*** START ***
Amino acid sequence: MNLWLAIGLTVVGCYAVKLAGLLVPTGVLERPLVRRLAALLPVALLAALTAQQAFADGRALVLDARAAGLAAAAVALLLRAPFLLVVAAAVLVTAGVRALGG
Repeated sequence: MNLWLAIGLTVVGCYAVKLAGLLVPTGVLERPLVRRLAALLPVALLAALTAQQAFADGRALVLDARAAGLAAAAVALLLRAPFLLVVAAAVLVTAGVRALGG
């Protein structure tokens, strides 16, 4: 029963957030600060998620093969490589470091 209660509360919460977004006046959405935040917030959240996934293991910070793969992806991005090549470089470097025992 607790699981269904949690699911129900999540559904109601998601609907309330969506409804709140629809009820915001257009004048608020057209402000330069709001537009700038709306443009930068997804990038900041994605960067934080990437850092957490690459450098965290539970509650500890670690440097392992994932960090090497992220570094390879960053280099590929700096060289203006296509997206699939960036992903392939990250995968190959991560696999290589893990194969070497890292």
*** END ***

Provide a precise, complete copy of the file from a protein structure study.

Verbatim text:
Amino acid sequence: MNLWLAIGLTVVGCYAVKLAGLLVPTGVLERPLVRRLAALLPVALLAALTAQQAFADGRALVLDARAAGLAAAAVALLLRAPFLLVVAAAVLVTAGVRALGG
Repeated sequence: MNLWLAIGLTVVGCYAVKLAGLLVPTGVLERPLVRRLAALLPVALLAALTAQQAFADGRALVLDARAAGLAAAAVALLLRAPFLLVVAAAVLVTAGVRALGG
């Protein structure tokens, strides 16, 4: 029963957030600060998620093969490589470091 209660509360919460977004006046959405935040917030959240996934293991910070793969992806991005090549470089470097025992 607790699981269904949690699911129900999540559904109601998601609907309330969506409804709140629809009820915001257009004048608020057209402000330069709001537009700038709306443009930068997804990038900041994605960067934080990437850092957490690459450098965290539970509650500890670690440097392992994932960090090497992220570094390879960053280099590929700096060289203006296509997206699939960036992903392939990250995968190959991560696999290589893990194969070497890292």